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### 3.2.2 Logic and comparison

Logic lies at the very heart of a computer. They rarely guess what to do next; instead they rely on hard facts and precise reasoning. Consider the password protection on most games. The computer must decide whether you entered the correct number or word before it lets you play the game. When you play the game it's constantly making decisions: did your laser hit the alien?, have you got any lives left?, etc. Logic controls the operation of a program.

In E, the constants `TRUE` and `FALSE` represent the truth values true and false (respectively), and the operators `AND` and `OR` are the standard logic operators. The comparison operators are `=' (equal to), `>' (greater than), `<' (less than), `>=' (greater than or equal to), `<=' (less than or equal to) and `<>' (not equal to). All the following expressions are true:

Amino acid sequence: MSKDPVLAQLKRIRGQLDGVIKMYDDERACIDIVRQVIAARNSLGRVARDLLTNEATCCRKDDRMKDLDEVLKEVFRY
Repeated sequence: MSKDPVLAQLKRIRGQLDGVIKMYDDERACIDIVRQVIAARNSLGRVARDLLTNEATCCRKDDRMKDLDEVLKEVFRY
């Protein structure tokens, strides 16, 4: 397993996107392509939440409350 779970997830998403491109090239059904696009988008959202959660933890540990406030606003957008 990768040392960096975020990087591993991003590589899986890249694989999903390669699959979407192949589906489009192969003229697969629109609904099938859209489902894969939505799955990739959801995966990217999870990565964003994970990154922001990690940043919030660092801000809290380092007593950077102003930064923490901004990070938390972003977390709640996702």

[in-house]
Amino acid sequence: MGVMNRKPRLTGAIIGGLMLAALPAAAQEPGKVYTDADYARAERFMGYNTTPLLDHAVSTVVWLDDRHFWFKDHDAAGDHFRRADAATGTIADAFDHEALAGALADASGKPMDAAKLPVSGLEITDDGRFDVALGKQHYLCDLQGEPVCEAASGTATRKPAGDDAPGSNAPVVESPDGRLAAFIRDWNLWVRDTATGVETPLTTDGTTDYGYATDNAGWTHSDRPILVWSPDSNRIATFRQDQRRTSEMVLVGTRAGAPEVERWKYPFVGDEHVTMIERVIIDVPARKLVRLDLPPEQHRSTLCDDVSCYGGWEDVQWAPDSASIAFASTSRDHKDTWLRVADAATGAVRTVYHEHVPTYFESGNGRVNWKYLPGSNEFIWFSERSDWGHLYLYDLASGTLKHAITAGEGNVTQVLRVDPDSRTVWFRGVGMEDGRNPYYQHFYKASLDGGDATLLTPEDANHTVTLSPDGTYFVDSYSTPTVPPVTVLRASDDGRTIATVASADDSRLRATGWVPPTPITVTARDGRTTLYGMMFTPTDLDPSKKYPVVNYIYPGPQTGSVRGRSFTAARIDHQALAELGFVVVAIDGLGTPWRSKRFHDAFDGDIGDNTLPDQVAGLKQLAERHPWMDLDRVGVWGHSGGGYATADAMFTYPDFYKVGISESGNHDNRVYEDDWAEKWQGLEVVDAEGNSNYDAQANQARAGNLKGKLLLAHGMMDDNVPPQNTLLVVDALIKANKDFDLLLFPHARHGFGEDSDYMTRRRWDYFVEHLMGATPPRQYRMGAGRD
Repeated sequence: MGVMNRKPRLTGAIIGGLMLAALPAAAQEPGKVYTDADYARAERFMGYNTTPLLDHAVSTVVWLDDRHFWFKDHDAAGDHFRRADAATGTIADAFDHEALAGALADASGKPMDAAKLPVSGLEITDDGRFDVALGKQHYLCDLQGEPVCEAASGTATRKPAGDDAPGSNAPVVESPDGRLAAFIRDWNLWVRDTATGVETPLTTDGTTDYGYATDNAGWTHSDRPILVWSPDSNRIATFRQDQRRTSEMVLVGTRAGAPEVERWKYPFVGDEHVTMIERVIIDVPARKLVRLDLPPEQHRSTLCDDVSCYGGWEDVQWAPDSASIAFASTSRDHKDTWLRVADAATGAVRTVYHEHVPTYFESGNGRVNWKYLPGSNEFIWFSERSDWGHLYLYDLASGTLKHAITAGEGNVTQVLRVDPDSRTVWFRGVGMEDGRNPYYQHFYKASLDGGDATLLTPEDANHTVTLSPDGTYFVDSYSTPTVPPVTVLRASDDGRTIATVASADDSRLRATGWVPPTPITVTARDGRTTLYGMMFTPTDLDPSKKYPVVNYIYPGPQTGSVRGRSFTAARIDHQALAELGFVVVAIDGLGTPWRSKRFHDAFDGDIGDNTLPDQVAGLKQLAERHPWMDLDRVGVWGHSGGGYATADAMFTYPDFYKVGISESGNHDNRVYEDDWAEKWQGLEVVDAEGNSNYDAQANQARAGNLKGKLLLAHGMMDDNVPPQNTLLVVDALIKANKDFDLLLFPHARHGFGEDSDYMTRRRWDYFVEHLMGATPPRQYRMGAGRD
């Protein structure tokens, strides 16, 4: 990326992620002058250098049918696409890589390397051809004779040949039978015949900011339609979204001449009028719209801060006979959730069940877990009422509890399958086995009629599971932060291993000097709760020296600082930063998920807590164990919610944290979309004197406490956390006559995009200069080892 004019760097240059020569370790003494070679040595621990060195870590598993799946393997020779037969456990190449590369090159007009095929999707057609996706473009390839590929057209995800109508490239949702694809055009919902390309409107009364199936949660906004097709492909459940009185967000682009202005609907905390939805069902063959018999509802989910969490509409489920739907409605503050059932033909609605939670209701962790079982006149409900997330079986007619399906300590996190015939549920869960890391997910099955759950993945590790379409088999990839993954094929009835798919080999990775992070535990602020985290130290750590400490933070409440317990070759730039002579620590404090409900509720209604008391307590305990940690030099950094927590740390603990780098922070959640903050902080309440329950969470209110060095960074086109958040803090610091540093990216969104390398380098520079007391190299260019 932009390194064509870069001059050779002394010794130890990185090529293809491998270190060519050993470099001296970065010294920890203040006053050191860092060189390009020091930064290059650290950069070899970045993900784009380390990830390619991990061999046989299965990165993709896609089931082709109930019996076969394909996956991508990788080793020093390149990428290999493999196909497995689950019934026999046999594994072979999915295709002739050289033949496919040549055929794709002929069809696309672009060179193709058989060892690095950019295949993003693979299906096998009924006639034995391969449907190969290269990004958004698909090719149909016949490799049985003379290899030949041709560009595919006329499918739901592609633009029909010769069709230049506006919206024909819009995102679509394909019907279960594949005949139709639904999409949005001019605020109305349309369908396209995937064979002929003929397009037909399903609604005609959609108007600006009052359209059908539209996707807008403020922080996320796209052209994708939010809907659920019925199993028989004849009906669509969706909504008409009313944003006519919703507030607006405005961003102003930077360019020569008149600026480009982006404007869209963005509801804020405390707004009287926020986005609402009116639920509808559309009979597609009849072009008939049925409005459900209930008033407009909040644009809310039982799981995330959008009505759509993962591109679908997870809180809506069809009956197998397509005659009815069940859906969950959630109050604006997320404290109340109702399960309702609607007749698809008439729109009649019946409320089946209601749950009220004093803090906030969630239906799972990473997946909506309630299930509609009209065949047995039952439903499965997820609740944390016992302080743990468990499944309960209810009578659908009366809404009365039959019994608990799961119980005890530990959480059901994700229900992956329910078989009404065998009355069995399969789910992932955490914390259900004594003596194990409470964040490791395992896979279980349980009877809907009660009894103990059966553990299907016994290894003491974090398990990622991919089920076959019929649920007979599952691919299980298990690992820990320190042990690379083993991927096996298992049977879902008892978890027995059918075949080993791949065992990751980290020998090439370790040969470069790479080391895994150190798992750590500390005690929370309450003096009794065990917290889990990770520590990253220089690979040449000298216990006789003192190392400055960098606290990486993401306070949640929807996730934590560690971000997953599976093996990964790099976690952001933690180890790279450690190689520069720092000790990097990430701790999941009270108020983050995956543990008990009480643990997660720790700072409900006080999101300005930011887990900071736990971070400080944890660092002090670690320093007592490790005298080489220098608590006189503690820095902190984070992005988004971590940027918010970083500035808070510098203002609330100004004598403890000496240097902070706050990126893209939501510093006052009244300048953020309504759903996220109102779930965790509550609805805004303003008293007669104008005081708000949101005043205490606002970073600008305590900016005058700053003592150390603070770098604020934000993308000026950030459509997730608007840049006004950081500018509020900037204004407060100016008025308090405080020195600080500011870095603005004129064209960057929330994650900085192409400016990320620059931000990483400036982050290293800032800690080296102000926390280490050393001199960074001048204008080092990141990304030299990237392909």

```  TRUE
TRUE AND TRUE
TRUE OR FALSE
1=1
2>1
3<>0
```

And these are all false:

```  FALSE
TRUE AND FALSE
FALSE OR FALSE
0=2
2<1
(2<1) AND (-1=0)
```

The last example must use parentheses. We'll see why in the next section (it's to do with precedence, again).

The truth values `TRUE` and `FALSE` are actually numbers. This is how the logic system works in E. `TRUE` is the number -1 and `FALSE` is zero. The logic operators `AND` and `OR` expect such numbers as their parameters. In fact, the `AND` and `OR` operators are really bit-wise operators (see 10.4.3 Bitwise `AND` and `OR`), so most of the time any non-zero number is taken to be `TRUE`. It can sometimes be convenient to rely on this knowledge, although most of the time it is preferable (and more readable) to use a slightly more explicit form. Also, these facts can cause a few subtle problems as we shall see in the next section.

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